Tone on Nouns: {LL, HH, HL, LH}: Voorhoeve introduced a non-segment tone in order to distinguish two different low tone noun groups and two different high tone noun groups. For instance, naʔ and mfən both bear a segment low tone, but their tonal realization is different in the context such as mə jən mfən ___. For instance, naʔ in mə jən mfən naʔ (I saw the child of the cow) bears a non-low tone, whereas mfen in mə jən mfən mfən (I saw the child of the chief) bears a low tone. He proposed a four-way distinction, L(L), L(H), H(L), and H(H) to account for the nominal tone groups (Voorhoeve 1971:44-53).

Noun tone classes
Tone class Surface tone IPA Orthography Gloss
L(L) L [mfə̀n] mfə̀n 'chief'
L(H) L [naʔ] nà' 'cow'
H(L) H [mɛn] mɛn 'child'
H(H) H [njwí] nywi 'tree'
Adapted from Voorhoeve 1971: 44-53

Verbal tone classes: L, H[edit]

Tone on Verbs: {L, H}: The radical of the verb has only one tonal contrast, which is a Low and High contrast.[27][28] The tone of radical may be realized differently in different contexts. For instance, a low tone verb that has a nasal prefix has a different tone from its non-prenasalized counterpart. Examples are provided to illustrate this phenomenon. [Give examples of CV, CVC, CV-L and CVC-L)

Verb tone classes
Tone class Context 1: infinitve Context 2: consecutive
Surface tone IPA Orthography Surface tone IPA Orthography Gloss
L-tone CV L-H [kòó] kòo H-L [ᵑkóò] ŋkoò like
CVC L-H [kùmə́] kùmə H-L [ᵑkúmə̀] ŋkumə̀ arrive
H-tone CV H [ʒú] ju H [ᶮʒú] nyju eat
CVC H-H [túmə́] tumə HH [ⁿtúmə́] ntumə leave
Adapted from Voorhoeve 1965: 319-334, Franich 2014: 102-124

The examples above show that the Low tone radical is realized as a high tone if the verb is prenasalized, whereas it is realized as a low-mid tone if the verb is not prenasalized. The High tone radical is realized as mid tone regardless of prenasalization. This effect is also found in Bamileke-FeʔFeʔ.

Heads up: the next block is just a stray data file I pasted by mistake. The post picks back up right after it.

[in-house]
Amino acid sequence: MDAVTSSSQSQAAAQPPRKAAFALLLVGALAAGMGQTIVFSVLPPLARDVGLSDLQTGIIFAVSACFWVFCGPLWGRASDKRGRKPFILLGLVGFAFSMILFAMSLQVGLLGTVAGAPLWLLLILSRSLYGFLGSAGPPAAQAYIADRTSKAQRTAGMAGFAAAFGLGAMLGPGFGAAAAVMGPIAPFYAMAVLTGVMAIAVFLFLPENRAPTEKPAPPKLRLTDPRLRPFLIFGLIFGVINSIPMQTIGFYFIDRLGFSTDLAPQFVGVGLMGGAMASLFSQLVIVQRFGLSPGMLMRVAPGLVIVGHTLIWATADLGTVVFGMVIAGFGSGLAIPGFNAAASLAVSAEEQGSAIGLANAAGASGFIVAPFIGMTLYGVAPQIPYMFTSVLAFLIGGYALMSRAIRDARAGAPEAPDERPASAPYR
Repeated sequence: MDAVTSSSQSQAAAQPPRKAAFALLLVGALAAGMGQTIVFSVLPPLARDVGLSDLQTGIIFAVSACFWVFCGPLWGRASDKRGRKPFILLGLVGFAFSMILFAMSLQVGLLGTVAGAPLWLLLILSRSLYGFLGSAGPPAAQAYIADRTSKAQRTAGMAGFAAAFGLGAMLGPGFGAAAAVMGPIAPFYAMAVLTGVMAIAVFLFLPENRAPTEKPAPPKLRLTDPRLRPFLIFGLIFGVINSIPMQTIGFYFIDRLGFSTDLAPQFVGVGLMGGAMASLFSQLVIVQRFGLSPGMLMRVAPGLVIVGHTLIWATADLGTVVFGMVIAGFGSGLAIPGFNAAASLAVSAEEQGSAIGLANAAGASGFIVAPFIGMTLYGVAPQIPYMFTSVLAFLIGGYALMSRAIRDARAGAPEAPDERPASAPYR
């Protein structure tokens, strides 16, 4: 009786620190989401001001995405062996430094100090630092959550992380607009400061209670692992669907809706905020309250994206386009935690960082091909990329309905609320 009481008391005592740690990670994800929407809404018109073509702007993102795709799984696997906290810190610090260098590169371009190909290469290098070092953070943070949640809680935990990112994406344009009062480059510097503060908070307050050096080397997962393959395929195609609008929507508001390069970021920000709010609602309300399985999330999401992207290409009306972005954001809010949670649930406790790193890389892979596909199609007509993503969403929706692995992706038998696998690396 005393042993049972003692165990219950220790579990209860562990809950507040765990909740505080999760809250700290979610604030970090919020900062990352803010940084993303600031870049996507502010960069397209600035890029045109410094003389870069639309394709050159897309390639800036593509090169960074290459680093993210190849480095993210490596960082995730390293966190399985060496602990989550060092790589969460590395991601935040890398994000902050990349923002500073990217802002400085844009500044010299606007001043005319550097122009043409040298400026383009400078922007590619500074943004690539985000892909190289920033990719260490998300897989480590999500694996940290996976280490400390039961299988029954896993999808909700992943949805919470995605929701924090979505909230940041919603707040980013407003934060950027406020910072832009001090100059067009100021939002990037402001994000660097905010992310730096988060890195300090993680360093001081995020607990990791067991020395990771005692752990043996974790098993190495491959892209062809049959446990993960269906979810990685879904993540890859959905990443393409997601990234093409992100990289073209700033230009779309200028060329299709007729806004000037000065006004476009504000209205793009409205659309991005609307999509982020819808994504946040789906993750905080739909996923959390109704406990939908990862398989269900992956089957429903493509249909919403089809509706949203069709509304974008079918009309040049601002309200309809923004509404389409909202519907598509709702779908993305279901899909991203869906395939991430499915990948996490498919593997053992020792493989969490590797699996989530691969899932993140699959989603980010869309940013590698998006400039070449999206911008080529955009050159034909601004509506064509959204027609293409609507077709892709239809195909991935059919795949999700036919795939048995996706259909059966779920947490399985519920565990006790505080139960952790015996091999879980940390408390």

Noun classes[edit]

Voorhoeve identifies two characteristics of noun classes that surface in Medumba:[12]

  • Systems of pairings between singular and plural prefixes
  • Concording nominal and prenominal prefixes

Voorhoeve also assumes that pronominal prefixes exist within the noun class system, with these prefixes consisting of inherent tone morphemes such as the left-edge floating tone. The added prenominal tone creates a tonal difference between singular and plural noun class pairs, with generation of the plural form created by the singular.[12][29]

Noun classes can be detached by singular and plural pairs.[30]

Voorhoeve ascertains that the nasal prefix serves as a distinguishing factor between singular and plural noun pairs. As seen in Table 19, this nasal prefix does not surface in all constructions, especially with singular nouns that are already nasal word-initially.[12][30]

Table 12. Noun Class Pairs
Class IPA Orthography Gloss
Class 1 [mɛ́n] mɛ́n 'child'
Class 2 [bʉ́n] bʉ́n 'children'
Class 3 [báàʔ] báaʔ 'house'
Class 4 [mbáàʔ] báaʔ 'houses'
Class 5 [bʰí] bʰí 'knife'
Class 4 [mbʰí] mbʰí 'knives'
(Adapted from Goldman et al. 2015:99 and

Voorhoeve 1976:13-14)

Other noun classes in Medumba, however, exhibit derivation from Proto-Bantu noun classes, which had a strict parallel between singular and plural classes.[30] In comparing agreement systems of Bamileke languages, Medumba behaves independently from the expected system. Compared to Proto-Bantu noun classes, there seems to be a noun class merger in Medumba.[14] This merger occurs through the compression of various Proto-Bantu noun classes into a generalized noun class in Medumba.